It’s been impossible for me to read the stories about the implosion of the old Foley’s building on Main Street without thinking about George Cohen, who both built Foley’s into Houston’s biggest department store and gave Rice Cohen House. He was an extremely generous and civic-minded gentleman as well as a brilliant businessman and he was also, I think it’s fair to say, a bit of a character. This summer we were given his scrapbook and some other memorabilia by a family member and it was packed with photographs and papers from a long and eventful life. Here’s my favorite, a piece that appeared in the Post in January, 1959, as part of a regular series of personality pieces called “Titled Texan.” It’s kind of a winding tale and a fascinating look at how Houston worked in those days.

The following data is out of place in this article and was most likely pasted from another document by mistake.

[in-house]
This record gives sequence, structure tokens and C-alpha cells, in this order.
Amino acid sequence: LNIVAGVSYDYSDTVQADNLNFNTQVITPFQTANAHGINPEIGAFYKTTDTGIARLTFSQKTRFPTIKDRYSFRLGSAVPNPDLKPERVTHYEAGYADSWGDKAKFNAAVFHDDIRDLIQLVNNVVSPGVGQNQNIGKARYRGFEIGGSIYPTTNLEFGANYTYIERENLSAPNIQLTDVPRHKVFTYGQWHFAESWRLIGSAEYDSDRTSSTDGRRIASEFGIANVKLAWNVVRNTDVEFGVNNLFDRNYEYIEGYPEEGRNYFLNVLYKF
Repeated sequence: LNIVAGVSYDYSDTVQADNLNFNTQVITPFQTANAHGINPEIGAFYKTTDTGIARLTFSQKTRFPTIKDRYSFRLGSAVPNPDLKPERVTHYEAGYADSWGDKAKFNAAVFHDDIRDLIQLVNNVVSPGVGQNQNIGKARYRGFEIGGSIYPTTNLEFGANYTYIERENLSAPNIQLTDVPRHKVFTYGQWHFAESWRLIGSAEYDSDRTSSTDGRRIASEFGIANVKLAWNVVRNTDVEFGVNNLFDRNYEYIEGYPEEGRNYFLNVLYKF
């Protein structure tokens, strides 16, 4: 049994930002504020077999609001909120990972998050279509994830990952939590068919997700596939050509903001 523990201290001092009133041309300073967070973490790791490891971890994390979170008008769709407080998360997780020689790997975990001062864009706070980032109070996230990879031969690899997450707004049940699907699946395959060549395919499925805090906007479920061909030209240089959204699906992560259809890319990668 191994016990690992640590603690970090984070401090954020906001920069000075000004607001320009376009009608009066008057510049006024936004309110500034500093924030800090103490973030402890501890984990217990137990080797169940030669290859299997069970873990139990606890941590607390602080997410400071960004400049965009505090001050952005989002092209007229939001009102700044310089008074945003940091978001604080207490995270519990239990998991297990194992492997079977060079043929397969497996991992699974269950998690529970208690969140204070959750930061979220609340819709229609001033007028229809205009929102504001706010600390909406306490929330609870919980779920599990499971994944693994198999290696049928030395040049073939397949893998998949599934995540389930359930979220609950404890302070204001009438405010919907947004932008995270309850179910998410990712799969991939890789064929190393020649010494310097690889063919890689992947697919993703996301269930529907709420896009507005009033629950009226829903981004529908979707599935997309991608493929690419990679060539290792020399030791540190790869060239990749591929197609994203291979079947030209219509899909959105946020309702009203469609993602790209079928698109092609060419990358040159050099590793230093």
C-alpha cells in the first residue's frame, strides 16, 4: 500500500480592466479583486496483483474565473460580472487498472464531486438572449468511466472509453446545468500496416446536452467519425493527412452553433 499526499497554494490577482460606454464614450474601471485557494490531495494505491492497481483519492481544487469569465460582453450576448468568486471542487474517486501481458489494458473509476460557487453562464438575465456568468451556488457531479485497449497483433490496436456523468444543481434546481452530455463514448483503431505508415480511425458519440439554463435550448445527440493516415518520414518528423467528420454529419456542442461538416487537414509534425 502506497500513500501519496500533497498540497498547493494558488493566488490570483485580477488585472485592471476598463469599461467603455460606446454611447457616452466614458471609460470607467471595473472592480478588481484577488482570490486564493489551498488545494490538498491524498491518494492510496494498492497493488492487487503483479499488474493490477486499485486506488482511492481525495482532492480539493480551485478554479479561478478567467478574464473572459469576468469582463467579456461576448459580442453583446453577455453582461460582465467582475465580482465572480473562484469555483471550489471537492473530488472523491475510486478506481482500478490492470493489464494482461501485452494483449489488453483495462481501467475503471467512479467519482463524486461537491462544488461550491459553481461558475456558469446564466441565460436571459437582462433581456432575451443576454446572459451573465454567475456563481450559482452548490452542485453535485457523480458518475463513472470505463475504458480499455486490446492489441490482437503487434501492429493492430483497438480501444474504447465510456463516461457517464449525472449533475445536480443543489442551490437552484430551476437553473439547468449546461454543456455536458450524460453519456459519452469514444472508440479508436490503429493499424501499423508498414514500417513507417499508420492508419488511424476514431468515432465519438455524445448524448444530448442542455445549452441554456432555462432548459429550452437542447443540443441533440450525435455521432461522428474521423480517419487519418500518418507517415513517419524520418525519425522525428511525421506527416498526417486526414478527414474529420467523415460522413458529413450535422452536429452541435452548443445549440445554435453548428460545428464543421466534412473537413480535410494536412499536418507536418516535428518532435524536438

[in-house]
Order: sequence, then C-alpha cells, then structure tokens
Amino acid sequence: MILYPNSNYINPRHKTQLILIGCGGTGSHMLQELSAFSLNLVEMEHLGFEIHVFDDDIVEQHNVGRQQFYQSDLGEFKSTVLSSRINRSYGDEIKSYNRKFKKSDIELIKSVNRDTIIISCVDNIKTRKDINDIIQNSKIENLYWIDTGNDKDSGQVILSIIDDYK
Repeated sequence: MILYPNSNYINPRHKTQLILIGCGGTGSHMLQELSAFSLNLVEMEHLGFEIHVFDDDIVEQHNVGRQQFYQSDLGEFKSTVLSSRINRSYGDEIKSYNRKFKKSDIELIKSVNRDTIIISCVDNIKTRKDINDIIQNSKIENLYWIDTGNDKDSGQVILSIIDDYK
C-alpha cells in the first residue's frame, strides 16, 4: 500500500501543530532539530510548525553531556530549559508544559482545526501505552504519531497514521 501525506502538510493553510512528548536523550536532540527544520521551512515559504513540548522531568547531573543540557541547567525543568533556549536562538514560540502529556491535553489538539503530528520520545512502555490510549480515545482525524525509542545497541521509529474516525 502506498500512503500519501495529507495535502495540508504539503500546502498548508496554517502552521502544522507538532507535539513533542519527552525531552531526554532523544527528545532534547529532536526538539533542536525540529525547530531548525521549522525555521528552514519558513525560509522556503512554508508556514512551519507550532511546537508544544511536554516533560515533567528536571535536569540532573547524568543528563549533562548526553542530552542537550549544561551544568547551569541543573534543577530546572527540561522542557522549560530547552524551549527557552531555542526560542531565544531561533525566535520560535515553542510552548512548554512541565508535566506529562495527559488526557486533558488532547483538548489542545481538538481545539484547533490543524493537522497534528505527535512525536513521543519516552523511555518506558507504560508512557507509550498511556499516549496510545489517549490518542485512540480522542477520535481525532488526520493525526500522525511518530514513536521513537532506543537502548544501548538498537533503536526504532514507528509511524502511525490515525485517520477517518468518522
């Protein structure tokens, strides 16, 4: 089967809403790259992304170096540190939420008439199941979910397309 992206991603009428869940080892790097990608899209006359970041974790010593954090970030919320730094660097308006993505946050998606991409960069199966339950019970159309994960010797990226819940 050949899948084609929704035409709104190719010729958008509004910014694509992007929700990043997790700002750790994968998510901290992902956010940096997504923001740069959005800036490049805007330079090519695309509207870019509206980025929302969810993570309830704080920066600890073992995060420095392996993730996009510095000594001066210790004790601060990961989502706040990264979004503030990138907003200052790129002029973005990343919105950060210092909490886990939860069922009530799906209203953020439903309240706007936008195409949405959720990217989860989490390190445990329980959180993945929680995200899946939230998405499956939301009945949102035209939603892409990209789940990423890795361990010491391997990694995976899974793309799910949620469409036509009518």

In truth, it’s hard to imagine what Rice would have been like without Cohen House. In its early years, when the Institute was still so isolated from the rest of Houston, it provided a indispensable arena for camaraderie and hospitality on campus. For decades it was the center of faculty life and work. Among the things in the scrapbook I found this resolution that the Rice faculty presented to Mr. Cohen’s wife, Esther, after his death in 1972:
And here’s an image from one of the Cohen’s not-to-be-missed New Year’s Eve extravaganzas, held each year in Cohen House for the entire Rice faculty. Left to right are Ken and Jean Pitzer, Mildred and William Houston and Esther and George Cohen:
Bonus: Here’s Alex Dessler, who signed the resolution above as Chairman of the Faculty Club board.